console.log("The disk space is at: " + space);

Hope this helps! Feel free to stop by our JabbR room to talk to others about the framework:

NOTE: Keep in mind if you want anything to persist on your hub (private/public variables etc.) to make that data static.

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no I mean where should I put the Hub? On the MVC app, right? How then apps on EC2 machines send their stuff through web-server to the web-clients? –  Agzam Oct 3 '12 at 16:52
The EC2 machines connect to the SignalR server in you MVC app as regular clients via a .NET library called SignalR.Client. You can then let clients call a hub method on the server, which in turn broadcasts to connected clients (wheter they are JS or .NET does not matter). –  Alexander Köplinger Oct 3 '12 at 17:15

Lots of questions in one... :)

First, the console apps/windows services could just be clients the same as the browsers would be to the same Hub. There's no reason to drop down to the PersistentConnection programming model at all for this.

Second, you discuss two differenct use cases:

  1. If you need to push the state of something every few seconds, this is perfect as a SignalR client side method. You would simply invoke the method on the clients based on whatever notification you might be receiving from the performance counters. This logic could either be within the Hub itself or could simply be from a client of the Hub calling a method that will then be "fanned" out to all the other clients of the hub (suggest the latter).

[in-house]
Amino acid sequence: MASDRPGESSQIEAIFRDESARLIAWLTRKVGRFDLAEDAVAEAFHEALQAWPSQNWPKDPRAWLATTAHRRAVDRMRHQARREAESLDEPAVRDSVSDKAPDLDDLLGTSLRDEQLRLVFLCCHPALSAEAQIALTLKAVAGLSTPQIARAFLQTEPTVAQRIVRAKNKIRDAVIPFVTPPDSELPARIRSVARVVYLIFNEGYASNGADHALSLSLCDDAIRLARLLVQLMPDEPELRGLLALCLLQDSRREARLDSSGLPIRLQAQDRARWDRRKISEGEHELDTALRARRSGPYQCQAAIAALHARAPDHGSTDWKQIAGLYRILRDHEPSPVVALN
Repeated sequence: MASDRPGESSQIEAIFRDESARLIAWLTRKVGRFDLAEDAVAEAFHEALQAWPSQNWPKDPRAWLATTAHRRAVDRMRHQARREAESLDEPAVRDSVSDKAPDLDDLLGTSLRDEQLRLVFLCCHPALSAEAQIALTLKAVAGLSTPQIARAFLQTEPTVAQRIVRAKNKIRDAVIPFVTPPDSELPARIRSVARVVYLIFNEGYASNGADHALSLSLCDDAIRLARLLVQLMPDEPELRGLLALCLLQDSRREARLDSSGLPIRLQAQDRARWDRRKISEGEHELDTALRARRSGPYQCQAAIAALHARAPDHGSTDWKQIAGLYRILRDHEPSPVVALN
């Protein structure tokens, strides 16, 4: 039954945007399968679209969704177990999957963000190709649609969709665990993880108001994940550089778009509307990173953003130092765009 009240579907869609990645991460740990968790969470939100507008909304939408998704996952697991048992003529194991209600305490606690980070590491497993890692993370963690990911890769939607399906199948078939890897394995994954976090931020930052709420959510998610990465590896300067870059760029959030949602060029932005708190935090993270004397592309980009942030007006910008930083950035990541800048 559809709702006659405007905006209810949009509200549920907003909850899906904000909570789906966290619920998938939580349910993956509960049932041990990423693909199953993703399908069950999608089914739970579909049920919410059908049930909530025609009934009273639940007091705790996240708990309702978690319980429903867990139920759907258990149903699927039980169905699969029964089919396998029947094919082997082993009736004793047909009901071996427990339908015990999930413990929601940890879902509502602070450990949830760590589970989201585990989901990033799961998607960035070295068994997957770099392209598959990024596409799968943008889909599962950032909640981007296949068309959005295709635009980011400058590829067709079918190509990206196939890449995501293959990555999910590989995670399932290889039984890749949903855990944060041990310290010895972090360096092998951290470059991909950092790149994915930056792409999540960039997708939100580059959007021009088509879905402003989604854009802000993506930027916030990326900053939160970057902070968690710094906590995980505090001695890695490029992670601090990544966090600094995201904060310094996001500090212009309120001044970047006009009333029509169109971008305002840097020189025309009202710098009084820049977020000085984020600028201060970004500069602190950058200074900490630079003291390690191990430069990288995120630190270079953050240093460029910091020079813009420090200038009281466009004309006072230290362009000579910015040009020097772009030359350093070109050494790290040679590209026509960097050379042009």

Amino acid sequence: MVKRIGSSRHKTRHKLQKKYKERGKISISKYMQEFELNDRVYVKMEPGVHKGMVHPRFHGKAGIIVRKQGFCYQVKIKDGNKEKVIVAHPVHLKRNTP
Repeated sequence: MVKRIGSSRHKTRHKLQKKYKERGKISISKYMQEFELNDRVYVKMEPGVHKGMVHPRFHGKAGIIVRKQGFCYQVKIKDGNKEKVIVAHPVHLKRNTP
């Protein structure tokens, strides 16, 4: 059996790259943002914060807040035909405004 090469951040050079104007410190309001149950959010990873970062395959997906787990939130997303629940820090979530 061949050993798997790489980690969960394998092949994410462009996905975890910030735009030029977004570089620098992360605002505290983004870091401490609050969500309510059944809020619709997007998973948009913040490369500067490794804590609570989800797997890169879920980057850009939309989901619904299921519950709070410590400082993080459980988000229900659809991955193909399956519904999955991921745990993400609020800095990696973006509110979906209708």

2. For the button press/get available space on ServerA scenario, you're talking about several layers. You somehow need to get a message from the browser to the hub to ServerA to get the result you're looking for and then respond to the browser. Honestly this isn't solved purely by SignalR. ServerA would need to have a service interface of its own that the Hub could call out to to get the result and be able to respond to the browser client. You would then have the browser call the hub method, the hub method will make a request out to ServerA, wait on the result and then return the result back to the browser. There's a lot of routing work in there to do, but nothing magical and nothing specific to SignalR. This scenario could, for all intents and purposes, be done today in a pure web service architecture.

Next, Self-Host means the hosting of the SignalR server in a host other than IIS+ASP.NET. You could, for example, spin up your SignalR service in another console app or windows service instead of hosting in IIS+ASP.NET. You can find decent documentation on self-hosting here in the SignalR Wiki.

As for SignalR samples, honestly there's nothing that different about what you're thinking of building than a basic documentation shows you how to do. You need to look at the .NET client hub wiki page for your console apps/windows services, you need to look at the browser client wiki page for your browser app and then you need to look at the self hosting wiki page if you want to host your server outside of IIS+ASP.NET.